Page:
Always follow a correct behavioral response by your dog with praise, even if you caused the behavioral response. Even though you are placing your dog in the sitting position, this should still be followed by warm praise.
This will be the pattern throughout the course. You will show your dog what he needs to do and follow it with praise. After the learning process has taken place within the mind of the dog, then will you correct for disobedience.
Your training program at this stage should still be limited to fifteen minutes per day and consist only of the commands “Heel” and “Sit”. Give the command to heel, walk about ten feet, do a right turn, then come to a stop, placing the dog in the sitting position while giving the command to sit. Follow each sit-placing with warm praise.
Dogs with above average intelligence will absorb what you are trying to convey in less than four days and will begin to sit by themselves before you have a chance to place them. However, you must be firm with your decision that, regardless of how fast your dog appears to be catching on, you will continue to place him in the sitting position each time you stop for a period of one week.
Dog Training: Correct Heel Methods (6)
Now it’s time to find out if your dog has truly learned how to heel and execute an automatic sit.
Give him the command “Heel” and make any necessary corrections for poor heeling or lack of attentiveness to bring him up to the proper mental level of awareness. Come to a stop and command “Sit”. Watch your dog do it all by himself. Get down to his level and praise him enthusiastically.
For the stubborn or uncooperative dog who would rather be helped for the rest of his life, you’ll be surprised to see that he is going to graduate from being spoon-fed whether he wants to or not.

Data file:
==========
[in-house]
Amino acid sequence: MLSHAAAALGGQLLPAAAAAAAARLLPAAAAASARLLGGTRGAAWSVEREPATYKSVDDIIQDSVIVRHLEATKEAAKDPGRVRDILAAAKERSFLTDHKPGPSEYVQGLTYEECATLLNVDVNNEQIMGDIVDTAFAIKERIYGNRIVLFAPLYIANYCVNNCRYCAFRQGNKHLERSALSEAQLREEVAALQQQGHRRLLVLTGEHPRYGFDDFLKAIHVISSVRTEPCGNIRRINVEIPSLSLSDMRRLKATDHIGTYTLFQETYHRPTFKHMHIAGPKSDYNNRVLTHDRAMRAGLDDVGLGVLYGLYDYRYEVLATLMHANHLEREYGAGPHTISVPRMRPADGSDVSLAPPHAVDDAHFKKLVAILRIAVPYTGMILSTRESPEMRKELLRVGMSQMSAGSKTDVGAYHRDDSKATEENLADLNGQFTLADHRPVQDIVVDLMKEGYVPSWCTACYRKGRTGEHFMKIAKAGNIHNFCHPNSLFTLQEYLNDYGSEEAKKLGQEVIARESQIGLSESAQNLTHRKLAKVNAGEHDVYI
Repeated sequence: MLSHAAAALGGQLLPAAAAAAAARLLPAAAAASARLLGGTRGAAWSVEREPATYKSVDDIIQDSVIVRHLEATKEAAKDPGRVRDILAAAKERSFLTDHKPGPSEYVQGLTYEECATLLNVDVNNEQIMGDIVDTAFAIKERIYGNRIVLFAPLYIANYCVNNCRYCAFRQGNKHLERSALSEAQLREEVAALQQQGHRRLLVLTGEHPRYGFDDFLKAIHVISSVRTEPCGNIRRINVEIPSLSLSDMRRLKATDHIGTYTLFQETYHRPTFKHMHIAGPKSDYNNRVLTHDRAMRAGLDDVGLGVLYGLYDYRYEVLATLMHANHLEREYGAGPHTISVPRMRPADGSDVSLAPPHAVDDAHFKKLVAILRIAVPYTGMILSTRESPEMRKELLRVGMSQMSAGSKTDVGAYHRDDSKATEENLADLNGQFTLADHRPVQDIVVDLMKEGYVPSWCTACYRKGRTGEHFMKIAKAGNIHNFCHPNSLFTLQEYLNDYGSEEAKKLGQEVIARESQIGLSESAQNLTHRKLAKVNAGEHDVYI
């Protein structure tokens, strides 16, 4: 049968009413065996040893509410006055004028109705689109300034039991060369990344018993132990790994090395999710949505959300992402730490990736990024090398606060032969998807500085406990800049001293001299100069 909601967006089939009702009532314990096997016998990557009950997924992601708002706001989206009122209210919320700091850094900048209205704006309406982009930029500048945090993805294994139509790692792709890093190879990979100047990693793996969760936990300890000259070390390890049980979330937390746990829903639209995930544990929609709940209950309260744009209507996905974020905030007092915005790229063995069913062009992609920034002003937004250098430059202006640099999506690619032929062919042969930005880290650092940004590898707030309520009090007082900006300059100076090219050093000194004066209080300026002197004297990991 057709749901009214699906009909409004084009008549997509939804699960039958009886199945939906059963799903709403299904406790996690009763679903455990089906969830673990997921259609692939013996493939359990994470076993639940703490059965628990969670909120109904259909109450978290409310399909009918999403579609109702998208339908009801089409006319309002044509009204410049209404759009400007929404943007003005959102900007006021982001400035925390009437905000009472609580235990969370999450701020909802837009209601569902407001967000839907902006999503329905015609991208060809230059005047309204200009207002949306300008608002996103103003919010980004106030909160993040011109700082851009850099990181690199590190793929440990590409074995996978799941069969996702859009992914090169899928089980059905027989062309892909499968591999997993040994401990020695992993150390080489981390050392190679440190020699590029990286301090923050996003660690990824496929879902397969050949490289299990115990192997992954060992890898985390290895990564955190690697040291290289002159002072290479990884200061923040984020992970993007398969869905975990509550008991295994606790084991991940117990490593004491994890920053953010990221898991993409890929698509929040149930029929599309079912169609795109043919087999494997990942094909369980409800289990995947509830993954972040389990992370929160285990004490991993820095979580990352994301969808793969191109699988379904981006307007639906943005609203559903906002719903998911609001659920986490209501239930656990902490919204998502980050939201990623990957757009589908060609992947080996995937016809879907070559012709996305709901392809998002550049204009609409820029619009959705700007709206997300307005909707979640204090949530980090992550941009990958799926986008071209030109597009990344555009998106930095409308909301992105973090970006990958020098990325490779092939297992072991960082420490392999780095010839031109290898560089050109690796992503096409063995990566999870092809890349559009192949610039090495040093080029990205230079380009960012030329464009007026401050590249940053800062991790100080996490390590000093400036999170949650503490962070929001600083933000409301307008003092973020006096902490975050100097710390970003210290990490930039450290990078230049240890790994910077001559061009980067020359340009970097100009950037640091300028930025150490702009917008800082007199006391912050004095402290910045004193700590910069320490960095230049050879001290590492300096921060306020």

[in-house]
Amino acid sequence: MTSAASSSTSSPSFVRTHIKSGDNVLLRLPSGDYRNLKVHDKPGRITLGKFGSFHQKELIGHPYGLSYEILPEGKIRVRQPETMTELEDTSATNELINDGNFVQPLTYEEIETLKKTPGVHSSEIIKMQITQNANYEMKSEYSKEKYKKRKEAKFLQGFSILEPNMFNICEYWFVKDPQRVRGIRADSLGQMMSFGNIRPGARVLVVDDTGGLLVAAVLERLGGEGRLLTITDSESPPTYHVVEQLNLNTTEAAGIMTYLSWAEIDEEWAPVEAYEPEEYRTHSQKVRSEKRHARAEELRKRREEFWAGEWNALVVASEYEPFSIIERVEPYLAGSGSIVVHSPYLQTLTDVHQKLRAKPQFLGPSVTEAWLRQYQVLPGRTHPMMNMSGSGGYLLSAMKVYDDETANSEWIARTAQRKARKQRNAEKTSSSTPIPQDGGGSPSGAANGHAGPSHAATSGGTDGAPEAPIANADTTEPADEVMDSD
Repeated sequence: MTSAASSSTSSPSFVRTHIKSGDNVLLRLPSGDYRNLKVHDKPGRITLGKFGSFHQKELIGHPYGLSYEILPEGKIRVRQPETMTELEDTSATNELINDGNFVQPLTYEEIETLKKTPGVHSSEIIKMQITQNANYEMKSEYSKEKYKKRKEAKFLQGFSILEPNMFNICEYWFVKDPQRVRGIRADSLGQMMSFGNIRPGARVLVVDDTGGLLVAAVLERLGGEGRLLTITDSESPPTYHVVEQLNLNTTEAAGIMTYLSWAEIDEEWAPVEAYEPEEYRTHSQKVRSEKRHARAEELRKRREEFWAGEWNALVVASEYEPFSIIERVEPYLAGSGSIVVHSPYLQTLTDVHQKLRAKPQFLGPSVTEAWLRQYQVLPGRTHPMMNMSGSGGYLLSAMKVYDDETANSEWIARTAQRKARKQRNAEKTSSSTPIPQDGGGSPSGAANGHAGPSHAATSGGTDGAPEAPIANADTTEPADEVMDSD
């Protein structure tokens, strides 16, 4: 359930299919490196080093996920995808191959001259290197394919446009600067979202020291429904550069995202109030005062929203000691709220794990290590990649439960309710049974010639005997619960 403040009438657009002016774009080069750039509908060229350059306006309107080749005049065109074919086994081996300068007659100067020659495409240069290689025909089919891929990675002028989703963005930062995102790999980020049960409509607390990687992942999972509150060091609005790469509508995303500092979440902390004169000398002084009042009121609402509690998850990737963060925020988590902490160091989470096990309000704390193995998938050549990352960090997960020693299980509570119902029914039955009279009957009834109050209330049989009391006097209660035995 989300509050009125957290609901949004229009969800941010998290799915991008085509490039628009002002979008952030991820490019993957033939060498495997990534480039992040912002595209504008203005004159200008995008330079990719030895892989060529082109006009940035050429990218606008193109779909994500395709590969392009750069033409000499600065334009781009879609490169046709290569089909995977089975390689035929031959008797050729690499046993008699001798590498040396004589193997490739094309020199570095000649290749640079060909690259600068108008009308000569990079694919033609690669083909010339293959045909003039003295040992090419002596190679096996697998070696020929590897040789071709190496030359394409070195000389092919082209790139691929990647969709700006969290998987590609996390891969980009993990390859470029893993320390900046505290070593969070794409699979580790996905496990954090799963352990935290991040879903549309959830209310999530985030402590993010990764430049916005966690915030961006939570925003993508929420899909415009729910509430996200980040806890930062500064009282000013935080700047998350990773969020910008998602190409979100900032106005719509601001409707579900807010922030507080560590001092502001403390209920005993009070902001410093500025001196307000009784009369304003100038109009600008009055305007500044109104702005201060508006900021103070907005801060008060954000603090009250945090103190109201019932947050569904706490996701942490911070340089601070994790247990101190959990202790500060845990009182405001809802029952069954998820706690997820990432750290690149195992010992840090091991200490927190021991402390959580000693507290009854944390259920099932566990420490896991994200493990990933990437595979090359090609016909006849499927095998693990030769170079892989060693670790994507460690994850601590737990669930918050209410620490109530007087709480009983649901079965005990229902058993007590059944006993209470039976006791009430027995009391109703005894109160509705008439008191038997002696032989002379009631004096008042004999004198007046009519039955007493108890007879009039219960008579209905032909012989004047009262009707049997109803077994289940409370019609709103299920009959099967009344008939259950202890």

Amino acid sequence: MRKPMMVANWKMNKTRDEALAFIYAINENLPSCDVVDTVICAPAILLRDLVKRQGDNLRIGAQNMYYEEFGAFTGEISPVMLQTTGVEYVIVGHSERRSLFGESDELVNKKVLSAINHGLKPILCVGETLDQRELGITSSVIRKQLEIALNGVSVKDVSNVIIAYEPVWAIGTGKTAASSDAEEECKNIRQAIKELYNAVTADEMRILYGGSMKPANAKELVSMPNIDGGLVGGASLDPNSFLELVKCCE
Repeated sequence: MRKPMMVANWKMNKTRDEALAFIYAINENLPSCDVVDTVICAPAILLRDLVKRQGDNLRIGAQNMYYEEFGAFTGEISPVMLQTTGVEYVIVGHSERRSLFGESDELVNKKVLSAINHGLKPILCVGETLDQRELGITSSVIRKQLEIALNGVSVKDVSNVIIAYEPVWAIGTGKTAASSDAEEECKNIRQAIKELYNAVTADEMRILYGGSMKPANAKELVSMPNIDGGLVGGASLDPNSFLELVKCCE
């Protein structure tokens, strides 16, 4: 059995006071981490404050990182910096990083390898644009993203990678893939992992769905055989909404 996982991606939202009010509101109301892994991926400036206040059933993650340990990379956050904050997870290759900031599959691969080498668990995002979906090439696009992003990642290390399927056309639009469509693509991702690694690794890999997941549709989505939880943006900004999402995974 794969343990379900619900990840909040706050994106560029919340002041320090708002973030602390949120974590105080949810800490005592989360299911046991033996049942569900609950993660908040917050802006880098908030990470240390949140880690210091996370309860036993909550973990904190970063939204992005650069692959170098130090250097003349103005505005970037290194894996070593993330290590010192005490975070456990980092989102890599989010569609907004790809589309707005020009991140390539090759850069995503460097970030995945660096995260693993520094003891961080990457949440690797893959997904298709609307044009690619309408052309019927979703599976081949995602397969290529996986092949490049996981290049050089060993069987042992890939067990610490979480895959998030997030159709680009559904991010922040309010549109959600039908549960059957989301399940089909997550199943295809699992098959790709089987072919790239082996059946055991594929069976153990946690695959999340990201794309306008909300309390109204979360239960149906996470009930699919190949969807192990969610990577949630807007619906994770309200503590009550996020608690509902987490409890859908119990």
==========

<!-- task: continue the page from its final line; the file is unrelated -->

How do you do this? When you come to a stop and command “Sit”, silently count to three. If your dog is not seated by the time you get to three, place both hands on the leash, making sure that there’s a little slack in it, and jerk straight up! Your dog will immediately sit if you make the correction strongly enough. Don’t forget the praise when you’re done.
If he still refuses to sit after the initial correction, consider that correction ineffective. An ineffective correction is inhumane because it means that you will have to keep doing it. This is unfair to your pet and will only create resistance. If you simply tighten the collar around his neck by pulling up slowly on the leash, the only thing you can accomplish is constriction of your dog’s breathing, and you have caused your dog’s training collar to turn into a choking chain.
This is your fault, not his, and he is going to wonder why you have suddenly decided to choke him. So, in all fairness to your dog, make a humane correction by an emphatic and upward jerk of the leash using both hands. Make the correction properly the first time, and chances are you will not have to make it again. Remember to follow the correction with loving praise the moment your dog has responded correctly.
The heel and sit combinations should be continued for one week, after which time you will notice that it’s no longer necessary for you to command “Sit” every time you stop. Your dog will realize that this is what is expected when he is out on a walk and you suddenly come to a stop.
At the end of a week, you can begin dropping the command “Sit” since he will be doing it automatically anyway. Be sure, however, that anytime he fails to sit, make the correction immediately, followed by praise.
Now you have the proper tools to teach your dog to walk beside you and to sit automatically at your side each time you stop. Why is this crucial? In addition to getting your dog’s attention, which is necessary in order to take him to more advanced levels of training, it will make all the difference in the world when you take him for a walk down a busy street or a crowded place.
Should you stop to talk to someone, your dog is trained to sit at your side patiently, rather than jumping on the person you’re talking to or wrapping the leash around your legs and making a nuisance of himself.